HDTV CRT? What's the catch?

Sony is coming out with a new HDTV CRT (34") at a price of $1200 (including shipping). What’s the catch? Will this thing work well with the XBox360?

I assume there’s a catch (besides the godawful weight of the CRT), since the price is so low compared to LCD/plasma… but I am well-nigh TV-illiterate, so please clue me in if you can.

No catch. There have been 34" HD tubes around for a while. They are heavy and limited in size to about 34" and have good picture quality from what I know. I think the main thing is people want bigger HD sets and thinner profiles and the other technologies allow that.

– Xaroc

Having had to help the guy who bought my 32" WEGA carry it out to his SUV, I shall never, ever buy a >26" CRT again. Nothing should weight that much.

It depends on who you have helping you move it, really. For example, my friend Jennifer once helped me carry my large Sony Trinitron up two flights up steps. I held it from the bottom, and she held it from the top, and I got tremendous views of her cleavage going bouncy bouncy as she bent over the top of the box in her halter top. It was awesome.

More women should help their guy friends carry >30" CRTs, IMHO. In fact, I will rent out my heavy Sony TV for $7.50/hr. to anyone who wants to get one of their girl friends to help them move it all day.

Read the specs on that page. It weighs 190lbs. God help anyone who has to move that thing.

Eek. Mine only weighed 120. No worries, that just means burglars will leave the TV and steal everything else.

I have a 34" Toshiba CRT HDTV and I’m quite pleased with it. Less than a thousand bucks too. Heavy as sin but I ordered it from Crutchfields and got it delivered by their nice folks who actually brought it into the room and set it right next to the entertainment center. So the only lifting I had to with the beast was out of the box and onto the entertainment center.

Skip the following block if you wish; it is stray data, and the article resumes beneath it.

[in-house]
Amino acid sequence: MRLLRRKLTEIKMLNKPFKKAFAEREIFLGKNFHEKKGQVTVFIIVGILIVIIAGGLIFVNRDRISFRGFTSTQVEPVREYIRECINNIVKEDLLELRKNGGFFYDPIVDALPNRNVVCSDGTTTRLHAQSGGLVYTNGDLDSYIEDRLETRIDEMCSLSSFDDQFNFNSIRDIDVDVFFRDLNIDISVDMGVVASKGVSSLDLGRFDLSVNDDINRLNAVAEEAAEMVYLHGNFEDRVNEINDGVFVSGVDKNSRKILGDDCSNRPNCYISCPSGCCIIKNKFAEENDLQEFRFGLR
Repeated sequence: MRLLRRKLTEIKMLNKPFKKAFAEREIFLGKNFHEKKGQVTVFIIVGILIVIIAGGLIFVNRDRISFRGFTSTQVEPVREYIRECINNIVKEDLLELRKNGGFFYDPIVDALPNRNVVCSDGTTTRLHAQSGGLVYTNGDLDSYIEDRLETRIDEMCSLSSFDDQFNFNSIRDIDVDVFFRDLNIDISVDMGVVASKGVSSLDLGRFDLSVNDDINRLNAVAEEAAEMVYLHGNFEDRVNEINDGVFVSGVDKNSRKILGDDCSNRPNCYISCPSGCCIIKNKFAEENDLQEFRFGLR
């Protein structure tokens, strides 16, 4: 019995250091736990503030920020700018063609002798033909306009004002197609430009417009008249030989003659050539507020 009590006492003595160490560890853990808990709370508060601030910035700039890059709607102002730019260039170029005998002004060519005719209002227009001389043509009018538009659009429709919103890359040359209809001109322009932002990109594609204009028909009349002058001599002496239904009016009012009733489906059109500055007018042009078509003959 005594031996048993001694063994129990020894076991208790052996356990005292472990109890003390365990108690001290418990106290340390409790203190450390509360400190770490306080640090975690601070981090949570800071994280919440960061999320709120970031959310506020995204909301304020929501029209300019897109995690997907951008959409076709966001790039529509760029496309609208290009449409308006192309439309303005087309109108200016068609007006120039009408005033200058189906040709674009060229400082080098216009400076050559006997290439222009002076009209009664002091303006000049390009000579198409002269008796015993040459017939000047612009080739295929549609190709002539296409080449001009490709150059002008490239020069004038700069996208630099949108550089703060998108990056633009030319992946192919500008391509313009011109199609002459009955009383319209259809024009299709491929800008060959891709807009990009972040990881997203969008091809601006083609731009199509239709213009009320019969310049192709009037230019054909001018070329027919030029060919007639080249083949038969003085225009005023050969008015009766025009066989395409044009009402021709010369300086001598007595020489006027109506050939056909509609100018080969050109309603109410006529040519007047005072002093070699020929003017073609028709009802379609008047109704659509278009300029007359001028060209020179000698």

I’ve got a 30" Philips. It’s a heavy beast, but you gotta love it.

Most CRTs don’t do 720 from what I understand.

My father recently bought a 30" Samsung that is slimmer than most CRT HDTVs… very nice.

I’ve already lauded CRTs in general and this model’s “predecessor”, the 34XBR960, in specific here and here and here. “Predecessor” is in quotes because there is much speculation that this set is simply a rebadged and slightly enhanced version of a lower-end model, the 34HS420. It has a QAM tuner like the XBR960, but no cable card support, no firewire, and no subwoofer. Most importantly, it seems that it lacks the 960s Super Fine Pitch tube (though it hasn’t been confirmed). Thus, the 960’s 1400 lines of horizontal resolution versus the 970’s (assumed) 850-ish lines. This is the most probable difference in the marked price difference between the two models.

The question is, will you miss the extra resolution? By all accounts the HS420 series was a very good line and would probably still be around if not for the lack of a digital tuner (which all new TVs must have). The shorter your viewing distance, the more important an SFP tube becomes. At longer viewing distances (8-9" and above), it’s a diminishing rate of return. Also, you might want to be looking for a larger set at that distance anyway.